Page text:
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choosing the most suitable pet for your household

While there are great benefits from sharing your life with a pet, it’s important to give serious consideration to your decision whether to get a dog or a cat and also to the breed within each species.

Dogs and cats have very different care requirements and also exhibit a huge range of behavioural variations between the various breeds. Different breeds within each species can range from excitable and friendly to laid back and aloof.

In this section we look at why some breeds are popular, whether a cat or a dog is more likely to be the most appropriate pet for you, the positives and negatives of keeping two cats or even a dog and a cat, adopting an older pet versus obtaining a puppy or kitten, and considerations such as hair shedding and size.


the most popular dog and cat breeds can change with the times


Over a decade ago the PIAS survey, the National People and Pets Report 1994, found German Shepherds were by far the most popular breed of dog at that time. The same survey conducted over a decade later revealed Maltese dogs were at the top of the list. This is a major shift as Maltese didn’t even feature in the 1994 top 10 list!

Our research results for Pets in the City are consistent with these findings, showing that Maltese and Maltese crossbreds are also the most popular breeds among higher density dwellers. In more recent times there seems to be an increased diversity in the choice of dog breeds and a prevalence of small and medium-sized dogs.



It would seem that people are making the shift to smaller dogs that may be easier to manage, need less exercise and be more suitable for small spaces.

So what type of dogs did our respondents keep? Plenty of smaller breeds including Chihuahua, Shih Tzu and Cavalier King Charles Spaniels appeared high on the list. But surprisingly, despite being large and reasonably energetic, Golden Retrievers were third highest and there were also working breeds like Border Collies and Cattle Dogs on the list. The respondents showed that overall they didn’t have a huge amount of problems with their pets – remember they reported little difficulty and high levels of satisfaction. Owners also reported that 59% of dogs were purebred, the remainder crossbred.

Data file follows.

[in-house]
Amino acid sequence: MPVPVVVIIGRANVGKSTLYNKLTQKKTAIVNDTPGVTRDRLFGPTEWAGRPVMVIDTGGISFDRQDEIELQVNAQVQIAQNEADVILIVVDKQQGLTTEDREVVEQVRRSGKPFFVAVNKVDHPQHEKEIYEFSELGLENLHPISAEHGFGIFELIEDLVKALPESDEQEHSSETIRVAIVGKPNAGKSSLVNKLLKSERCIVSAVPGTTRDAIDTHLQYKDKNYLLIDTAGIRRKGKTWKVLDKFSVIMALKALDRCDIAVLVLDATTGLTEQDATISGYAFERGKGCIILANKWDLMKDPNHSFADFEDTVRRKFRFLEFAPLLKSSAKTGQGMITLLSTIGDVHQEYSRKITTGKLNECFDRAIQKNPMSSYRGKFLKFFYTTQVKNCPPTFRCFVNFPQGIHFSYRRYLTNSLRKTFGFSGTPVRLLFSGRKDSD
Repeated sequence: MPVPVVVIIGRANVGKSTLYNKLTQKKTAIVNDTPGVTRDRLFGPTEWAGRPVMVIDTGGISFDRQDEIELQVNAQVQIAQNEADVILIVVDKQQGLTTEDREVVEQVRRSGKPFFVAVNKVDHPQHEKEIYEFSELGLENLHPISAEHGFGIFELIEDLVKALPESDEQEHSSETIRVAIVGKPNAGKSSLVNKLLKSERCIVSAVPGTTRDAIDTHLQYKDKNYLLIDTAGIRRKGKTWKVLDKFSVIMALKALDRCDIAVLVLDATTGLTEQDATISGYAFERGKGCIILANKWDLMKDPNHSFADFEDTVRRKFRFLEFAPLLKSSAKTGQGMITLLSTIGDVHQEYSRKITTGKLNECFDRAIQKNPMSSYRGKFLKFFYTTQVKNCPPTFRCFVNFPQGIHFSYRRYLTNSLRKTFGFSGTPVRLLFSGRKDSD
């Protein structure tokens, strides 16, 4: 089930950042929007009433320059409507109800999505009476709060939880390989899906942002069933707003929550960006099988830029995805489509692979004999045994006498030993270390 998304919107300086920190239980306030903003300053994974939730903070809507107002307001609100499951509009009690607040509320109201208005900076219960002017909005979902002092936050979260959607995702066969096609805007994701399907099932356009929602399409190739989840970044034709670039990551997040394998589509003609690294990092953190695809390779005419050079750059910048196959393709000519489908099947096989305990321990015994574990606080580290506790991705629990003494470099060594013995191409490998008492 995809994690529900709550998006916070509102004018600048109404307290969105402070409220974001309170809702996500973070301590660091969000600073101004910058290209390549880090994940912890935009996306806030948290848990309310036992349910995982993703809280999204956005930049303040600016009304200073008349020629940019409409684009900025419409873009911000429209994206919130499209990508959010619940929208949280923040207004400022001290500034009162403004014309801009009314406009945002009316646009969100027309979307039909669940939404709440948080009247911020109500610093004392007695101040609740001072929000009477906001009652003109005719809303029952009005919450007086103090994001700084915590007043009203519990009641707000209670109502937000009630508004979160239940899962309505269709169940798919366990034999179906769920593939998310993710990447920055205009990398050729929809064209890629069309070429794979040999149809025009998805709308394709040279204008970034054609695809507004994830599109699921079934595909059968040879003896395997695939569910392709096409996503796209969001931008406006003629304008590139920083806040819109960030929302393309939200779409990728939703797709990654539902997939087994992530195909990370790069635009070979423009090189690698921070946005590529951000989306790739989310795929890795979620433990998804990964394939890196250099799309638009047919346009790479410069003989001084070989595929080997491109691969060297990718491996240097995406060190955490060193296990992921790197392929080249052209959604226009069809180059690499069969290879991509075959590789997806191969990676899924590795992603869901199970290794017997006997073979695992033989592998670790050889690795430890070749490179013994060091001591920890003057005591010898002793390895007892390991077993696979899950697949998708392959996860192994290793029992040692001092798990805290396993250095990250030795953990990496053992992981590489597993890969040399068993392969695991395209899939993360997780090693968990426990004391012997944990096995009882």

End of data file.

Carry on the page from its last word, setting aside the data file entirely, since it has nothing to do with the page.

And what about cats? Around half of our respondents classified Domestic Shorthair (also known as moggies) as their cat of choice. That’s slightly less than other surveys which reveal that, unlike dogs where pure breeds are more popular, crossbreds/moggies are generally more prevalent than purebred cats. The next most popular cat breeds nominated by our respondents were Siamese, followed by Burmese, Ragdoll, Persian and Abyssinian. The range of breeds owned by the survey respondents shows that people manage to keep all sorts of breeds successfully. However, if you are thinking about getting a new pet it’s definitely worth doing plenty of homework to determine the species and breed most likely to suit your lifestyle.

The following is some general information about species and breed or type selection and a range of other considerations. For information on key considerations and tips to help you choose an appropriate breed of dog to suit your lifestyle, go to the dog breed choices section. A selection of dog breeds is profiled in the 10 dog breeds to consider section. For more detailed information on dog and cat breeds, and help with choosing a pet to suit your lifestyle, visit the choosing the most suitable pet for your household and dogs and cats sections.